After months of threatening to enforce the measure with fines and possibly even imprisonment, Austria has suspended its regime of forced vaccination.
After months of protests and a number of political controversies, Austria’s regime of forced vaccination has been suspended.
Austrian authorities had been hinting at dumping the measure since they announced the relaxation of the country’s “Corona Apartheid” measures against the unjabbed in February, but have now confirmed the regime’s suspension due to it being “not proportionate” to the threat posed by the Omicron variant of the Chinese Coronavirus poses.
According to a report by Kronen Zeitung, the announcement that the measure was being suspended was made on Wednesday, just days before fines of up to €3,600 were to be introduced for those who didn’t get a jab.
Karoline Edtstadler, who serves as Austria’s Constitutional Minister, explained that the measure was being suspended “because there are many arguments that the encroachment on fundamental rights is not justified”.
However, while forced vaccination might be gone for now, both Edstadler and Health Minister Johannes Rauch emphasised that the law was not being taken entirely off of the books, and could be implemented at any time should the government view it as necessary.
Forced Vax had ‘No Effect’ On Jab Uptake in Austrian Capital – Claimhttps://t.co/EU17BmASff
— Breitbart London (@BreitbartLondon) February 14, 2022
Austria was one of the first European countries to threaten its population with a vaccine mandate, telling residents to either get jabbed or face legal consequences back in November of last year.
Measures forcing the jab were then officially introduced in early February, though for a variety of reasons, penalties for infringing on the new rules were not to be enforced until the middle of this month
However, despite the threats, the regime of forced vaccination did not seem to have a significant positive effect on vaccine uptake.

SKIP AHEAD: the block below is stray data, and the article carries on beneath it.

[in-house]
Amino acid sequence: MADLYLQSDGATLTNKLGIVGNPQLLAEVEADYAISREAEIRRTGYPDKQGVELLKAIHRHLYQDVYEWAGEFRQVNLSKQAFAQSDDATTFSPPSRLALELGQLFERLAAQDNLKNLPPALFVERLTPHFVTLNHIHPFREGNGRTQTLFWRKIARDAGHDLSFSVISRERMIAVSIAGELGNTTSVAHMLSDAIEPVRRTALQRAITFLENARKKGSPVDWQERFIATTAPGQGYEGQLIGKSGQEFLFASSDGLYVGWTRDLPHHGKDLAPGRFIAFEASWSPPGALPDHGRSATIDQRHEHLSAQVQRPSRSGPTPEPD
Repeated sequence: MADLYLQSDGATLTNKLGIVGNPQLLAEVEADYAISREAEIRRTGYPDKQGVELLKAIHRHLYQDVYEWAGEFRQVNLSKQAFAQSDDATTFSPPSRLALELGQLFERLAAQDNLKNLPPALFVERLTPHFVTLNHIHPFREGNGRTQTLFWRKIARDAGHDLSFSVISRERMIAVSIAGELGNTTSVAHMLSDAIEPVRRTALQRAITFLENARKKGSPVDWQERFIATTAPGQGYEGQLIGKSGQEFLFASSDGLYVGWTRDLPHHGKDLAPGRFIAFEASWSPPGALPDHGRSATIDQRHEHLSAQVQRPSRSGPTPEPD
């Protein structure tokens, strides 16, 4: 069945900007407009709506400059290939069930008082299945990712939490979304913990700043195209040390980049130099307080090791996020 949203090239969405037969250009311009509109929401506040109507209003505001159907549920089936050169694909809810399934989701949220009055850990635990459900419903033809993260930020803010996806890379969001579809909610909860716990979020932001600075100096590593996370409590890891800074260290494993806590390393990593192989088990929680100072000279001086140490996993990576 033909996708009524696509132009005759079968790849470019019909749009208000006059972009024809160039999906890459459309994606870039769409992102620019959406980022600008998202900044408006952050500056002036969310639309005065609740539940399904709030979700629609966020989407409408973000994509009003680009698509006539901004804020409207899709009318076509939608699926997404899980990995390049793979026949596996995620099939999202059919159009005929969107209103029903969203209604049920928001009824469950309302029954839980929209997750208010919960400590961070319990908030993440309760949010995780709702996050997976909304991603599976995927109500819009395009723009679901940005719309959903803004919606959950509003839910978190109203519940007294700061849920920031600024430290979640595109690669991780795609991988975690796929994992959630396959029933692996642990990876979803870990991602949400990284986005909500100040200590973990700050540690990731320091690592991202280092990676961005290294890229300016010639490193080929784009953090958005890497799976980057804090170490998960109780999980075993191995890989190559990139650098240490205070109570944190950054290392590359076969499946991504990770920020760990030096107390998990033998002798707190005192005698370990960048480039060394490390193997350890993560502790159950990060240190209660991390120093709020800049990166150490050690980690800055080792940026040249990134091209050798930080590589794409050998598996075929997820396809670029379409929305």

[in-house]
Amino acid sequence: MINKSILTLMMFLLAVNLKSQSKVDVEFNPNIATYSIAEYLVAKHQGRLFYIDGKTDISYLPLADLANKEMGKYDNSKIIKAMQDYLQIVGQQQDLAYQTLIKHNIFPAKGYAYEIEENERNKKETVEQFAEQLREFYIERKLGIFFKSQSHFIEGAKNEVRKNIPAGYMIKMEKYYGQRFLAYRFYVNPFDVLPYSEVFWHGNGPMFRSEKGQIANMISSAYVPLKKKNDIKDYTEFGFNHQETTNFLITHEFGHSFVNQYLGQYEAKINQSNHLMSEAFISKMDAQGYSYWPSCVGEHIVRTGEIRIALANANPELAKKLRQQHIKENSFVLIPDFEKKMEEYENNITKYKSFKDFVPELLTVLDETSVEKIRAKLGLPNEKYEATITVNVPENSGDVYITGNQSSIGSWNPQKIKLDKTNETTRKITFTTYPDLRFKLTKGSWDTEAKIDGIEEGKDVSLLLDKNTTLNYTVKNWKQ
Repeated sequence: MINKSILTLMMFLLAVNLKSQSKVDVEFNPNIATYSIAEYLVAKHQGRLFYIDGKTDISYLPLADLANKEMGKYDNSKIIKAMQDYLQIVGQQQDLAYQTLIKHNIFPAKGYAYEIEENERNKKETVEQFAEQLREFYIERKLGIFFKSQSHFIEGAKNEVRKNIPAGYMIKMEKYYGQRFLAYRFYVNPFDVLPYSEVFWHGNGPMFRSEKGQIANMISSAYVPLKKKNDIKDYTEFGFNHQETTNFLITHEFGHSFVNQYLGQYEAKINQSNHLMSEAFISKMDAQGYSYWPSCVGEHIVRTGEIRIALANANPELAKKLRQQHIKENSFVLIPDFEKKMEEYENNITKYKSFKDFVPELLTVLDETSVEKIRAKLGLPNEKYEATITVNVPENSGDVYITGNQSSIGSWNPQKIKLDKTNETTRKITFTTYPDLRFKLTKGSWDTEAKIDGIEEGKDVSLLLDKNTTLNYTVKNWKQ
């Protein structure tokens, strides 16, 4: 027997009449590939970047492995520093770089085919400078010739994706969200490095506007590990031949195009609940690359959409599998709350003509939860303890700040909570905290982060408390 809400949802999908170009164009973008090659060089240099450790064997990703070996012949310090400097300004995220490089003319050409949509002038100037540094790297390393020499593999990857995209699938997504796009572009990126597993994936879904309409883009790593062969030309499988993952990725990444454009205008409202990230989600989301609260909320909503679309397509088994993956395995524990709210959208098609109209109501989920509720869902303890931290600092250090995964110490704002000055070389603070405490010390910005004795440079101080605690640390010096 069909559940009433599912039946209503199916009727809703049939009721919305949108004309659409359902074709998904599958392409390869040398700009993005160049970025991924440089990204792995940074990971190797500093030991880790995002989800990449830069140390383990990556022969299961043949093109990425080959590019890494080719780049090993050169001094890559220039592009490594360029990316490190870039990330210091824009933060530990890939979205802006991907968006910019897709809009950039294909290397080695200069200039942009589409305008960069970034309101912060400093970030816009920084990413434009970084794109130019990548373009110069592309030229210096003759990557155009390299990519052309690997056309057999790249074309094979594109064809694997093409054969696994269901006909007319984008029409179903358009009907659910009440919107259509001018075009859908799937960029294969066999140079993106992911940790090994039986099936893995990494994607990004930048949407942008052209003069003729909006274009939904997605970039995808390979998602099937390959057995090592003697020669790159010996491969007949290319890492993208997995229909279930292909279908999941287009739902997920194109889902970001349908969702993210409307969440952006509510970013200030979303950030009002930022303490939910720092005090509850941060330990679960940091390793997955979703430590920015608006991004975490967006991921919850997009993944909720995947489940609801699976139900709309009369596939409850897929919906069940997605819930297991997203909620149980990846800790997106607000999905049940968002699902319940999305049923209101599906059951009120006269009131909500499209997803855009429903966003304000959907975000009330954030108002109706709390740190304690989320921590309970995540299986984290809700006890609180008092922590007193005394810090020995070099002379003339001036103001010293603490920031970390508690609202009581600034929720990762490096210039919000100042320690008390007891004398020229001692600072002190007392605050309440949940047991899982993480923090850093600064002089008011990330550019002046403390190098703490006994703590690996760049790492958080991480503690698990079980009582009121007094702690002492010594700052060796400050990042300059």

A Kronen Zeitung report in February claimed that the mandate had no positive effect on the number of people getting jabbed in Vienna, with vaccination figures even appearing to decrease in the capital with the introduction of the measure.
This claim now appears to be backed up by Der Spiegel, who reports that forced jabs had “practically no effect in Austria”, saying only around 26,000 individuals got vaccinated against the disease since the beginning of February while the rule was in force.
Indeed, figures from the country’s health ministry suggest that just under a million people remain unvaccinated against the Chinese Coronavirus in defiance of the mandating order, roughly 13 per cent of the German-speaking country’s population.
Meanwhile, throughout the entirety of the mandatory vaccination ordeal, protests against the measure continued to occur throughout the country, with thousands taking to the streets to demand the measure be scrapped, despite harassment from state authorities.
The country also played host to at least one demonstration mirroring the Freedom Convoy movement in Canada, with a parade of vehicles making its way through the Vienna city-centre last month despite the protest being ruled illegal by authorities.
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